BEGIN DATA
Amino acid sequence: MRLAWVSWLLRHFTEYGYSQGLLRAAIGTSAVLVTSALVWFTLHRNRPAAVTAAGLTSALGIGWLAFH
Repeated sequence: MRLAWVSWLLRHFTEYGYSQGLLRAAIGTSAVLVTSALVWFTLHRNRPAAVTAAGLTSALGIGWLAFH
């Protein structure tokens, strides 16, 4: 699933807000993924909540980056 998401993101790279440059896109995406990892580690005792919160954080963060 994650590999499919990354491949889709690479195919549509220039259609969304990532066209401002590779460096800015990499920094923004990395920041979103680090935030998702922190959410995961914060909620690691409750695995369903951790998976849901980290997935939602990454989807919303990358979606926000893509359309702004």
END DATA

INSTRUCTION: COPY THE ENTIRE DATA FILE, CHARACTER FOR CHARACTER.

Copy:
Amino acid sequence: MRLAWVSWLLRHFTEYGYSQGLLRAAIGTSAVLVTSALVWFTLHRNRPAAVTAAGLTSALGIGWLAFH
Repeated sequence: MRLAWVSWLLRHFTEYGYSQGLLRAAIGTSAVLVTSALVWFTLHRNRPAAVTAAGLTSALGIGWLAFH
């Protein structure tokens, strides 16, 4: 699933807000993924909540980056 998401993101790279440059896109995406990892580690005792919160954080963060 994650590999499919990354491949889709690479195919549509220039259609969304990532066209401002590779460096800015990499920094923004990395920041979103680090935030998702922190959410995961914060909620690691409750695995369903951790998976849901980290997935939602990454989807919303990358979606926000893509359309702004």